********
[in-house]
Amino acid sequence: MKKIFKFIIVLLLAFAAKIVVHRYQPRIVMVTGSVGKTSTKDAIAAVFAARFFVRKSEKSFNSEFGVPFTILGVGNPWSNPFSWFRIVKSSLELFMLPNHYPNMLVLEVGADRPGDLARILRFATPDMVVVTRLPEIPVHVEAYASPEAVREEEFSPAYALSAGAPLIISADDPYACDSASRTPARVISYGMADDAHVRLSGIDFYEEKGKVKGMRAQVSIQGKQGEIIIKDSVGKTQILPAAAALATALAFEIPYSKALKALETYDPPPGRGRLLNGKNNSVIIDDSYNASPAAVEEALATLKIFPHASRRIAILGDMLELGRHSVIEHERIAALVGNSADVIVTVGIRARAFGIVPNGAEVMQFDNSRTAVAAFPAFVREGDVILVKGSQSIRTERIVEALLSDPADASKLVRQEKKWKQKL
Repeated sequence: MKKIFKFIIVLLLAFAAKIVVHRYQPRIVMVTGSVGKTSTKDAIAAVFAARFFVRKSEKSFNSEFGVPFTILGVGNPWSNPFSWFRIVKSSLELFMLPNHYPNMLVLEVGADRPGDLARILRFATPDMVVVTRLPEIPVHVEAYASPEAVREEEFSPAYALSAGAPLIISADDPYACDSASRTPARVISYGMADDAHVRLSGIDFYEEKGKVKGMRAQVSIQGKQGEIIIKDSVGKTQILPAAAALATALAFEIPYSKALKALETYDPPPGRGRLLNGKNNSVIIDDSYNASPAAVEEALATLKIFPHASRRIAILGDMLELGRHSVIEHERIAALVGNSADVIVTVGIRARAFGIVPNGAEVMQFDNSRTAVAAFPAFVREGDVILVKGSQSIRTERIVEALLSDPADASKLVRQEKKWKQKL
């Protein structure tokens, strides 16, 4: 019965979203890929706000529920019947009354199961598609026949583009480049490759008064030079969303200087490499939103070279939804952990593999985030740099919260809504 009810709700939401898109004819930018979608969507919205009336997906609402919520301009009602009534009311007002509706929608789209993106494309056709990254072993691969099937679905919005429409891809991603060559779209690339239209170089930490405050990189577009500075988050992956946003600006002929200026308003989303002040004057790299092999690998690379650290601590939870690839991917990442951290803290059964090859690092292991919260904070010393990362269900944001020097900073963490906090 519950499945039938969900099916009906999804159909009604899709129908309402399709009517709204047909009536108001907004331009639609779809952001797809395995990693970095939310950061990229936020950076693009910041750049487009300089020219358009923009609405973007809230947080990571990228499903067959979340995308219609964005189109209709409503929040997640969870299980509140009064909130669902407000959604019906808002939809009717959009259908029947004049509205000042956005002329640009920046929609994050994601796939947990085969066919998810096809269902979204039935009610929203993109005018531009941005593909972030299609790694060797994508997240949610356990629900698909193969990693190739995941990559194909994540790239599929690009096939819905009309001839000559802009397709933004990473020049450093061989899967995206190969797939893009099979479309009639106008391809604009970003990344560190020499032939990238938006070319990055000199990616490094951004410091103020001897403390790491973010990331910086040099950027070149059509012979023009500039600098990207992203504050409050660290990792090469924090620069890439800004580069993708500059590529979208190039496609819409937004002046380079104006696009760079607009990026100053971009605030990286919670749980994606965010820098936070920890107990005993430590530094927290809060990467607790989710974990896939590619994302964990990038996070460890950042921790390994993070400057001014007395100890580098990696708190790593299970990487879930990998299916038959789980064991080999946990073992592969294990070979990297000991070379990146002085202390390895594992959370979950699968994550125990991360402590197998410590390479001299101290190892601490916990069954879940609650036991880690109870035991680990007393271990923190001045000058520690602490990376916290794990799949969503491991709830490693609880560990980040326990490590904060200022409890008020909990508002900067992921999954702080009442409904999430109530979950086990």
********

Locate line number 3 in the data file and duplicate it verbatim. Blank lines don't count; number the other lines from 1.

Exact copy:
Repeated sequence: MKKIFKFIIVLLLAFAAKIVVHRYQPRIVMVTGSVGKTSTKDAIAAVFAARFFVRKSEKSFNSEFGVPFTILGVGNPWSNPFSWFRIVKSSLELFMLPNHYPNMLVLEVGADRPGDLARILRFATPDMVVVTRLPEIPVHVEAYASPEAVREEEFSPAYALSAGAPLIISADDPYACDSASRTPARVISYGMADDAHVRLSGIDFYEEKGKVKGMRAQVSIQGKQGEIIIKDSVGKTQILPAAAALATALAFEIPYSKALKALETYDPPPGRGRLLNGKNNSVIIDDSYNASPAAVEEALATLKIFPHASRRIAILGDMLELGRHSVIEHERIAALVGNSADVIVTVGIRARAFGIVPNGAEVMQFDNSRTAVAAFPAFVREGDVILVKGSQSIRTERIVEALLSDPADASKLVRQEKKWKQKL